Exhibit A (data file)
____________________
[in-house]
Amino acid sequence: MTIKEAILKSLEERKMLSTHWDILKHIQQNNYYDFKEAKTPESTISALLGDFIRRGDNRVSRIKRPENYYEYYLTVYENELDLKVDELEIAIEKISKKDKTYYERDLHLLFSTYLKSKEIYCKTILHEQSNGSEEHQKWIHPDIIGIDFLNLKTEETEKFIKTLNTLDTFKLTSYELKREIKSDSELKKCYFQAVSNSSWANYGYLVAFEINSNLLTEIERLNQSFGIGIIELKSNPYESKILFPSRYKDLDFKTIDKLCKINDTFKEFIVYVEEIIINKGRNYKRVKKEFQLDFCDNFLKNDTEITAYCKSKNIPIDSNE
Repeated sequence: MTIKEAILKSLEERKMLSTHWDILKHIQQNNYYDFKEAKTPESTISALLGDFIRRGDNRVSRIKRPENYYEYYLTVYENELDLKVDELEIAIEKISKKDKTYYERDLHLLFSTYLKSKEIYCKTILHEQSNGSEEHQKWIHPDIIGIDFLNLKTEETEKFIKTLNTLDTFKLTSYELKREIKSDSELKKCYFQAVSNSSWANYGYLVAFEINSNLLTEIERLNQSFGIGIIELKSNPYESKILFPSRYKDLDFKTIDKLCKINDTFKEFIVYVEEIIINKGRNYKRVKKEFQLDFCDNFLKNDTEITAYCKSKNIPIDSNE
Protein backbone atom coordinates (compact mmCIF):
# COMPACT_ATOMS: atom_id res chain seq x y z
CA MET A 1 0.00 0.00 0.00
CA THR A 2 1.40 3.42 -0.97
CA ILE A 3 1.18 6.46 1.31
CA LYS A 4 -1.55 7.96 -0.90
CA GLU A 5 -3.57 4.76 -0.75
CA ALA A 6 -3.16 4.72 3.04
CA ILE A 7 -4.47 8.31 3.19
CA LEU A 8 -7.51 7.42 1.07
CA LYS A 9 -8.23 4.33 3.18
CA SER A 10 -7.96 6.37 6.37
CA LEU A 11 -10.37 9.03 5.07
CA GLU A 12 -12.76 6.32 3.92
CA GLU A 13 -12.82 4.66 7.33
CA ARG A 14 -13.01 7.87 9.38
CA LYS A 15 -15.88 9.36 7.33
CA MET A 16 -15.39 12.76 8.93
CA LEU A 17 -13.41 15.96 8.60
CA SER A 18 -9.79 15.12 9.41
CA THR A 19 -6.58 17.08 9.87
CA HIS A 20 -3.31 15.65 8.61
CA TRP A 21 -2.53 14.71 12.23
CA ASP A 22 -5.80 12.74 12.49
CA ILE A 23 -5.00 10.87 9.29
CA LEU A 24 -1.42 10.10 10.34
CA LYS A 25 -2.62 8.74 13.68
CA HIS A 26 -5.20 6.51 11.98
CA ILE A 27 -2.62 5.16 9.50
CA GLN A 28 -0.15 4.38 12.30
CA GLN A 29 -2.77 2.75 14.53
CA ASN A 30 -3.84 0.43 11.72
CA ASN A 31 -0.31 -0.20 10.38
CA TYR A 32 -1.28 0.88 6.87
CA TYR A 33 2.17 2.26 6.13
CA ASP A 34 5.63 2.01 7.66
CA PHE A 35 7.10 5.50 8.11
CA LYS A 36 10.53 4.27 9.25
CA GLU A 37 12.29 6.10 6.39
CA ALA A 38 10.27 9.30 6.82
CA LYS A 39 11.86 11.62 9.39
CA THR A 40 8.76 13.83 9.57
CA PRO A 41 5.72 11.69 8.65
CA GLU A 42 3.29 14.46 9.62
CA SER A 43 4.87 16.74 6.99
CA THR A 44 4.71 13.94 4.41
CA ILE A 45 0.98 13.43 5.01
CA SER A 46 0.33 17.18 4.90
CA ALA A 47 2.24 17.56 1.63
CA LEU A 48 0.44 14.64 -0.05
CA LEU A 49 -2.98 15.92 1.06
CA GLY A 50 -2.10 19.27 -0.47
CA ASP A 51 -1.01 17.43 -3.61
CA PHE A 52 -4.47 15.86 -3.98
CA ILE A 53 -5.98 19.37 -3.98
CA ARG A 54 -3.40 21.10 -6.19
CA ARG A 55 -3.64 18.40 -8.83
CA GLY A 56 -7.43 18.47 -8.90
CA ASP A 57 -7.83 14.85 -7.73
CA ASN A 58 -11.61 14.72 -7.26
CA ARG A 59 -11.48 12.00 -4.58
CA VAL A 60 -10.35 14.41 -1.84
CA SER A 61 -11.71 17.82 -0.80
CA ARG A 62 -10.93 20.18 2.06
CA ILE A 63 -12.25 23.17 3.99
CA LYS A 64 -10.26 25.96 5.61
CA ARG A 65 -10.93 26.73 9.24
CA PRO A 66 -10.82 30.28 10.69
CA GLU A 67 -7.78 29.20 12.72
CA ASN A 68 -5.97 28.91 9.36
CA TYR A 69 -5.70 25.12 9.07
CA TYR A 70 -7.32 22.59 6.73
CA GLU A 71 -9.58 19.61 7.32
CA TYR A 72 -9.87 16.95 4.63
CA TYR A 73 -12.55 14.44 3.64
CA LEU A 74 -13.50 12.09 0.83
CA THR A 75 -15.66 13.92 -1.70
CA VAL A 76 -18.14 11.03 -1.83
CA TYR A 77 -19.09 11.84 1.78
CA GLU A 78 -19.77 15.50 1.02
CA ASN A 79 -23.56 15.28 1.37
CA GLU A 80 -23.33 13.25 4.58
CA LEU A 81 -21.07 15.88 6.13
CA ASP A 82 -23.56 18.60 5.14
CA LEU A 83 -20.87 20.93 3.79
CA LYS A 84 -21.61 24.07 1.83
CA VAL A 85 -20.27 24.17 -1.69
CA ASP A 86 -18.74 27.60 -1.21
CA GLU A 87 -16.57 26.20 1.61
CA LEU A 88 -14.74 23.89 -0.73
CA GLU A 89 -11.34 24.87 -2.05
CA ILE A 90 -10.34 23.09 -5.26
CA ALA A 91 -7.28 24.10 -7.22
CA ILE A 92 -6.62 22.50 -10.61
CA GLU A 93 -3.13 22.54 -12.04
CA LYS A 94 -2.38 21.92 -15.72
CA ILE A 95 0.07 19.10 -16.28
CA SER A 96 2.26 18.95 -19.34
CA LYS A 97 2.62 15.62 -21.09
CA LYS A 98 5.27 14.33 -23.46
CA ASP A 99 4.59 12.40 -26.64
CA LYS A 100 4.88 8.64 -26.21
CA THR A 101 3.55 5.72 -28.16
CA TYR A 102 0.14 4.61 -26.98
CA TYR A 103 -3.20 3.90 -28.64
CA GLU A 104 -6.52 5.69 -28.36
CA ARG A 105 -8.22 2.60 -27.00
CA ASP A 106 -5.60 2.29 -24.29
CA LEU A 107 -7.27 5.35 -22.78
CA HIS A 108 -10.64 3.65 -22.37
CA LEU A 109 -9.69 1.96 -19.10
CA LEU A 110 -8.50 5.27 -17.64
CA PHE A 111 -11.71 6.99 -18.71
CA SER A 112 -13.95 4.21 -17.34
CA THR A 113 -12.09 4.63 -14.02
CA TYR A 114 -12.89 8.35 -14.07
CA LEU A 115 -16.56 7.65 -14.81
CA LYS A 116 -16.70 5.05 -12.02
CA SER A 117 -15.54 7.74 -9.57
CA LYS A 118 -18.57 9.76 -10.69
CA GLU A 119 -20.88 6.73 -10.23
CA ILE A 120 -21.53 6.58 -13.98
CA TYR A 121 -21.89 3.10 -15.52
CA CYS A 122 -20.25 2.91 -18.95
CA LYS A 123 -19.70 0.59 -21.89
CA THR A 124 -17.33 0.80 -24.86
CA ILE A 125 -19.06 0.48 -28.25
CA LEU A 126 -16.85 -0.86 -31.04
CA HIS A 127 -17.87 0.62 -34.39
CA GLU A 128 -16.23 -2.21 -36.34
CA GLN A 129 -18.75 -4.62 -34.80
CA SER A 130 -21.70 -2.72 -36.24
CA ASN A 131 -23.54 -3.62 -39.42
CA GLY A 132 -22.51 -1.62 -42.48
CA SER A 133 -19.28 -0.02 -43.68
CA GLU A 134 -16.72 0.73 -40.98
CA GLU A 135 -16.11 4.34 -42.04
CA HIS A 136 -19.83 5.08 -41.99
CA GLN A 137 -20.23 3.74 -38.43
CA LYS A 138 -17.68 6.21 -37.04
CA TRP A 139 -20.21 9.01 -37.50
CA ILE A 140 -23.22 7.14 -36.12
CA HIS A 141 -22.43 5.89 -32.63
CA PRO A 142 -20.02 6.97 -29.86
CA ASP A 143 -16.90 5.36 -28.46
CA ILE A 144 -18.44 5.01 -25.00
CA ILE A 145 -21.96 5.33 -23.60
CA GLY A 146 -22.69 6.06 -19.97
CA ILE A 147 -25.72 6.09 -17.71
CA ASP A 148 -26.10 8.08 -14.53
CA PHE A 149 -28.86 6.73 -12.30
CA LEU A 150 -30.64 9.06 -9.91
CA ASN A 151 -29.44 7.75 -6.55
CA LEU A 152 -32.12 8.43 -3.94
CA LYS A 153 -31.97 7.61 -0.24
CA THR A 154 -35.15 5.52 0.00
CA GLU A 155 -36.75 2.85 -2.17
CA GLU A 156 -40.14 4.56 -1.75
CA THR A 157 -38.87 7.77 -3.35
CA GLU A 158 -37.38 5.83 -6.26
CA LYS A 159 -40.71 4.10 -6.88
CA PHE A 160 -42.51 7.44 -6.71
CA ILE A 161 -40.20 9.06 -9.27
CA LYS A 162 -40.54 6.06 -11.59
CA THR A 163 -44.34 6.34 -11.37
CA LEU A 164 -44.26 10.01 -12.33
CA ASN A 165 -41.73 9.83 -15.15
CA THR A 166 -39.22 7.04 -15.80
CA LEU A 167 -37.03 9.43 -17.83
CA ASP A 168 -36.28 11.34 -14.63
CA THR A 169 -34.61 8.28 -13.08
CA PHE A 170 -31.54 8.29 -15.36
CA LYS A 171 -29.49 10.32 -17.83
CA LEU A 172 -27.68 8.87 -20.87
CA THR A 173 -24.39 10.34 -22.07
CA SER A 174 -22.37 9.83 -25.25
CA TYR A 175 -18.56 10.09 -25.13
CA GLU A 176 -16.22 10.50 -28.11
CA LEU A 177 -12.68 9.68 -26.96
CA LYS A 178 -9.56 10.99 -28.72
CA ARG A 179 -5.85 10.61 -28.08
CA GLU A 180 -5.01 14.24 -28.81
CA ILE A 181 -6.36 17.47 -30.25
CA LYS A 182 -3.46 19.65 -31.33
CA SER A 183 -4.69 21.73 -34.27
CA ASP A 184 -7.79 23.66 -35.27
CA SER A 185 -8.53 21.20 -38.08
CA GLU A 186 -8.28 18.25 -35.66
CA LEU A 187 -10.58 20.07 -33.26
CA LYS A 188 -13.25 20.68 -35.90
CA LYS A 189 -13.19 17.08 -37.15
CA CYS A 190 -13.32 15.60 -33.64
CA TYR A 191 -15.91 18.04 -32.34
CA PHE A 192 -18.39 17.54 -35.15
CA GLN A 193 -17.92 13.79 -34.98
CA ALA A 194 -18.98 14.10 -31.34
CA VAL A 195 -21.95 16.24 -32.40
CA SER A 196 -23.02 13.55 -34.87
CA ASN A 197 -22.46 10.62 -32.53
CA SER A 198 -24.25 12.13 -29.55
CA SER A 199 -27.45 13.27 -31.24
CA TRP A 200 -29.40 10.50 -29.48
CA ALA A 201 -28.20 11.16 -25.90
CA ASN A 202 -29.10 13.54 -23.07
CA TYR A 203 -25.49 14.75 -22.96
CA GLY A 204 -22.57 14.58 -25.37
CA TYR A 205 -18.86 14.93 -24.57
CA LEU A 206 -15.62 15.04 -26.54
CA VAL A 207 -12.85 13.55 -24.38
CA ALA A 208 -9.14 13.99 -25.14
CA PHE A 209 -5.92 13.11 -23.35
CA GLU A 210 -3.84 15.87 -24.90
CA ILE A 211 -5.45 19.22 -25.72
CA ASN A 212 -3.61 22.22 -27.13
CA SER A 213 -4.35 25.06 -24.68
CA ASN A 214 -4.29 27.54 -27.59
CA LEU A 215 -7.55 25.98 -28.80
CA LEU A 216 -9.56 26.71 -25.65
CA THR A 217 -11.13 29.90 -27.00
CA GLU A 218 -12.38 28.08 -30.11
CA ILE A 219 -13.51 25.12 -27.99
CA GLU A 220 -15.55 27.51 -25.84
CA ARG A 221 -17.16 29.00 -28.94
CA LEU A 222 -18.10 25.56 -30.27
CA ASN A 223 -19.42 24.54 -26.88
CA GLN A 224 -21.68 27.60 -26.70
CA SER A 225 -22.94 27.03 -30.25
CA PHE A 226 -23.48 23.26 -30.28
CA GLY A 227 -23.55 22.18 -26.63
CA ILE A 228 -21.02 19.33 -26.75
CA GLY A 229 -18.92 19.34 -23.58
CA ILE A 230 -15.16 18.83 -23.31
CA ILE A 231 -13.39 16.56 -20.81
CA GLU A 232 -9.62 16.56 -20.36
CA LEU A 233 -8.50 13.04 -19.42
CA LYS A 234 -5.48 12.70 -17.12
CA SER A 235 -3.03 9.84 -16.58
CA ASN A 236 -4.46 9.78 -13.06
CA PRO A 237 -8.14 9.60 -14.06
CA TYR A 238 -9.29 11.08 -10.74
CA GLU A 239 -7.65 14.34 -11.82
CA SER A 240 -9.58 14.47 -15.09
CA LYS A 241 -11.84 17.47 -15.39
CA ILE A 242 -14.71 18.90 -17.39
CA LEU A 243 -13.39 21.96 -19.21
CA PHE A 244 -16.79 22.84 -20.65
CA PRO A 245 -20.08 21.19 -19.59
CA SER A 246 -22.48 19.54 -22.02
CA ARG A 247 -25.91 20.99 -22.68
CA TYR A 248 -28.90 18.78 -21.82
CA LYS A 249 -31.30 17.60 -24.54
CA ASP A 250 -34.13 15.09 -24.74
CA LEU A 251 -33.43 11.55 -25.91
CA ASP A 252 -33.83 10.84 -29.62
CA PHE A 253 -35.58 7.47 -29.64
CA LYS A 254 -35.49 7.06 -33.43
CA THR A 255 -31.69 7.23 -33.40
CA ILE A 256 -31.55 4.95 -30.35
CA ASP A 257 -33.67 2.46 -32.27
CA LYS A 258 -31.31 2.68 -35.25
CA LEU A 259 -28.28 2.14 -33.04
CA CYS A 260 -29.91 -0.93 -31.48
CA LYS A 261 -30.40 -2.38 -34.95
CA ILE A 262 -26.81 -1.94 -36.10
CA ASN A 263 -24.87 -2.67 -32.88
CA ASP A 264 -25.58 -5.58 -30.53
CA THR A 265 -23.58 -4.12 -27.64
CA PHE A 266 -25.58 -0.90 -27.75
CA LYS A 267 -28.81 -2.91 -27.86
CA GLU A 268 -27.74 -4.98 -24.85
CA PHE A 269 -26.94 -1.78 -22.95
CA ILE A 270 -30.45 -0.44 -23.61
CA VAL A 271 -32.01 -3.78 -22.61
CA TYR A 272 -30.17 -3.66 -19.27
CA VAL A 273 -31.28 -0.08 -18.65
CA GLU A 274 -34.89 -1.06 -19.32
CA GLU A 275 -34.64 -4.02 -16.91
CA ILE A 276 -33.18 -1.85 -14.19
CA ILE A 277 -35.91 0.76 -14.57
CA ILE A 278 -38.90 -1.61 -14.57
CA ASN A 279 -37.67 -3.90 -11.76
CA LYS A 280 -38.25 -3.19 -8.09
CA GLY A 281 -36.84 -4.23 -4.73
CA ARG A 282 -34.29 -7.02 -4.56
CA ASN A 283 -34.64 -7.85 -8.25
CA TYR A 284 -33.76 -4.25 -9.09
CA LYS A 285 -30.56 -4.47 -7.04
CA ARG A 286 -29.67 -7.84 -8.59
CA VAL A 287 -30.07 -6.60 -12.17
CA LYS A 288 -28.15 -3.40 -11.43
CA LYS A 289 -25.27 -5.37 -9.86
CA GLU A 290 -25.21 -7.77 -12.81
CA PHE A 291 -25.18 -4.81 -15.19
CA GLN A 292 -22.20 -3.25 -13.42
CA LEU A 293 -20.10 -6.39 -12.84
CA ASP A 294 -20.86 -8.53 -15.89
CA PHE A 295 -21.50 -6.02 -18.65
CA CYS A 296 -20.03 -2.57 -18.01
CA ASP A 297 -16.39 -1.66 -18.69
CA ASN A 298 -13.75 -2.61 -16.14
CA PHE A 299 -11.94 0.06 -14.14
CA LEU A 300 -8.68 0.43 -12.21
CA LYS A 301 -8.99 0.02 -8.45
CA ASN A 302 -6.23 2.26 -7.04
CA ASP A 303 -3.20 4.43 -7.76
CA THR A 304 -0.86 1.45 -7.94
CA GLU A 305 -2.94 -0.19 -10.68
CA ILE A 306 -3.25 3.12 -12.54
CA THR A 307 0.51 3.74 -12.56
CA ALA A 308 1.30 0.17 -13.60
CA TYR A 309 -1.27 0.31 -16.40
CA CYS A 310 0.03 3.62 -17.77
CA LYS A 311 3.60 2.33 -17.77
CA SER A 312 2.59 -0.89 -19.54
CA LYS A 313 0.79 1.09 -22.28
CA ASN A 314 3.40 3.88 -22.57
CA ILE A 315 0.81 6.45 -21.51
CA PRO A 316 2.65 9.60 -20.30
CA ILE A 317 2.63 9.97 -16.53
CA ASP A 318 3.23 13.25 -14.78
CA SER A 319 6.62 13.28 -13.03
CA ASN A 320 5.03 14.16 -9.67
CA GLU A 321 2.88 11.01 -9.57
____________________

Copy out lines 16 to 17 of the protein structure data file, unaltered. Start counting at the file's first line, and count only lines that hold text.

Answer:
CA LEU A 11 -10.37 9.03 5.07
CA GLU A 12 -12.76 6.32 3.92